This research shows that higher CBD content can correlate with the limitation of viral receptors, but that is not always as simple as it sounds. Dr. Kovalchuk acknowledged that his focus was mainly on high CBD strains because “people can take higher doses and are not disturbed”, although he added that the anti-inflammatory properties of cannabis with high Cannabidiol or CBD content had shown the greatest hope.
These results are interesting, of course, but they are certainly not proof, even with Dr. Kovalchuk himself, although he seems optimistic, explaining that this research is not conclusive. He stated that It takes a long time to find the active ingredients – there might be a lot.
We have softened science speaking here, but if you are interested in knowing the ins and outs, a brief outline of the results of research is available here.
Please note that this study does not state the specific strain being tested, because, as we have stated, this research is not evidence, and it does not make sense to start using this strain to combat COVID-19, at least until further information has gathered.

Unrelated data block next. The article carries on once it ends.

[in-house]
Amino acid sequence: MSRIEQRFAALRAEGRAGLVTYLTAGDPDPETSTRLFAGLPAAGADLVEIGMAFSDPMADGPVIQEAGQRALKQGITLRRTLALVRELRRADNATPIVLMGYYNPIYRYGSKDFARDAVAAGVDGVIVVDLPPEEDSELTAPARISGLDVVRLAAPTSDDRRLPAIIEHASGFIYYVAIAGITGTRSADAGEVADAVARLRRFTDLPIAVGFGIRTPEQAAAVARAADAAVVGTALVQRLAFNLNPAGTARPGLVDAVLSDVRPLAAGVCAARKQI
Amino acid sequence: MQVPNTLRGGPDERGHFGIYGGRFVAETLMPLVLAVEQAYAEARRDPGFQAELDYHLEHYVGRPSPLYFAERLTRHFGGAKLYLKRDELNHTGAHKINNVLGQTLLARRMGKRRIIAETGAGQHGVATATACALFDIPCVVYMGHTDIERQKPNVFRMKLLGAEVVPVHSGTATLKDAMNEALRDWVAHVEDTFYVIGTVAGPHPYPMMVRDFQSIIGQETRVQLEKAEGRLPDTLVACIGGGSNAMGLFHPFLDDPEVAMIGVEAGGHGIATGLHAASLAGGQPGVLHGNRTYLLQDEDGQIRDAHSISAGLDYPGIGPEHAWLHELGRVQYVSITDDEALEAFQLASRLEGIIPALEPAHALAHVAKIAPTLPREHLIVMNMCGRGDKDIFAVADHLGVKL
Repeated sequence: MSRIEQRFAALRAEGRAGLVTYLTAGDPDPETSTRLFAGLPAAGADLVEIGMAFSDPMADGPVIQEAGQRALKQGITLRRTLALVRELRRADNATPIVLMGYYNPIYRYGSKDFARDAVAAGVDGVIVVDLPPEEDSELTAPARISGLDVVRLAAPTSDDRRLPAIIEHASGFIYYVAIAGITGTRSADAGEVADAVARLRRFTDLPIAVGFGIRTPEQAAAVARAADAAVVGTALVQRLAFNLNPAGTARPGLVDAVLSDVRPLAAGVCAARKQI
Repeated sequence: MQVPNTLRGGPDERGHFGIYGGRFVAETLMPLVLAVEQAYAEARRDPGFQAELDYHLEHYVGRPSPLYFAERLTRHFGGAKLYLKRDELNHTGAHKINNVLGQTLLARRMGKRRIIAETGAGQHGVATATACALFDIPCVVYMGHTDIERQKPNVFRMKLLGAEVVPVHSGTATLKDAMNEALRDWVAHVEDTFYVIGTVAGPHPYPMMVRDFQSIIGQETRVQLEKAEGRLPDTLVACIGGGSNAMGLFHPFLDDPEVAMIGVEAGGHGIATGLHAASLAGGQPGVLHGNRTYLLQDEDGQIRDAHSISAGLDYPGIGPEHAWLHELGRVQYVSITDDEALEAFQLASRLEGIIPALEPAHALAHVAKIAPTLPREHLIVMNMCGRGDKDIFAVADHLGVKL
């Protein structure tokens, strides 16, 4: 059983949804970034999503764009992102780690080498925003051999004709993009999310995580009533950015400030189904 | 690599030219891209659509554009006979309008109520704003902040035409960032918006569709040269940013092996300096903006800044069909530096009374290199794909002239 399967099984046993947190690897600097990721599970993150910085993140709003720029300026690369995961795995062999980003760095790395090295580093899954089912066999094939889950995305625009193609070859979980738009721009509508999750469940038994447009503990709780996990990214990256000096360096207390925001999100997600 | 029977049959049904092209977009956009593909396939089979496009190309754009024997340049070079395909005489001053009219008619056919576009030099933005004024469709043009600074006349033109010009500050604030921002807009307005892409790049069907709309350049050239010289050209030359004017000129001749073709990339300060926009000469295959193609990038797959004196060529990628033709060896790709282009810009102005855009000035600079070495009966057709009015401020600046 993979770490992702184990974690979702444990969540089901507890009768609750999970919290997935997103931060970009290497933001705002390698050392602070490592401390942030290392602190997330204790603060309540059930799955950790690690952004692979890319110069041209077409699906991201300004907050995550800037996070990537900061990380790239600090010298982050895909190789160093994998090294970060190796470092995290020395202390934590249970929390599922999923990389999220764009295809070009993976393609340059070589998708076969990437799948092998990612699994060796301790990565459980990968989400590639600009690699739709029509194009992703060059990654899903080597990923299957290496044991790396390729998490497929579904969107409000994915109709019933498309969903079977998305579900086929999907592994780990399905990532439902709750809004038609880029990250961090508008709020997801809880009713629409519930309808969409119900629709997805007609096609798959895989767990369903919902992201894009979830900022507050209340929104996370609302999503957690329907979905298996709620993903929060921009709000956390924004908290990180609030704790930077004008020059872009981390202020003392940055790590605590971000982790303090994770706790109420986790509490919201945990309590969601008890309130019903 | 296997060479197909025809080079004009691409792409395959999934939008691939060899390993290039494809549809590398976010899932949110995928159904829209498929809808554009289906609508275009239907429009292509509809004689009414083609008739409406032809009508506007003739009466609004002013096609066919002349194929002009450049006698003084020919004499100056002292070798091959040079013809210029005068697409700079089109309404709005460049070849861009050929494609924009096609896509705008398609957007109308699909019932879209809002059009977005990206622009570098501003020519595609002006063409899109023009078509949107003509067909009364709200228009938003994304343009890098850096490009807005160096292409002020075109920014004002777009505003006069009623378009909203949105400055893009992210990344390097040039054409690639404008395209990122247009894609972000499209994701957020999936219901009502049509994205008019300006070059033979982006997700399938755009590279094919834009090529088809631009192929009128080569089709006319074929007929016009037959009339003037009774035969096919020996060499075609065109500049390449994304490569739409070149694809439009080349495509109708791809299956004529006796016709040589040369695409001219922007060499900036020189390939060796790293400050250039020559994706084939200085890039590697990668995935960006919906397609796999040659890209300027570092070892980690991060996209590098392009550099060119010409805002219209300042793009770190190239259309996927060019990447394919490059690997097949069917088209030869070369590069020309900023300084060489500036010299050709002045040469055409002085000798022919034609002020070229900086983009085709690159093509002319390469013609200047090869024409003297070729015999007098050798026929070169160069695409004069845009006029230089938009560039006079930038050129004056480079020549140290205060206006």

What does this mean?
This is a non-peer review study, which means, simply, it doesn’t mean anything at the moment. At least in terms of proving something. But what he did was ask enough questions to continue the research.
Now, it must be added that there is a certain feeling of throwing everything against the wall and seeing what sticks when it comes to finding ways to prevent or limit the risk of coronavirus (the nicotine patch is also being tested, for example, because of the suggestion that nicotine can also limit viral receptors).
This attitude is understandable, but it will likely mean there will be various stories released about the possibility that certain substances can help in the global war against this pandemic. Not all of these stories will be proven true, and it is important to give scientists time to do the research needed before jumping to any conclusions, which are tempting to do.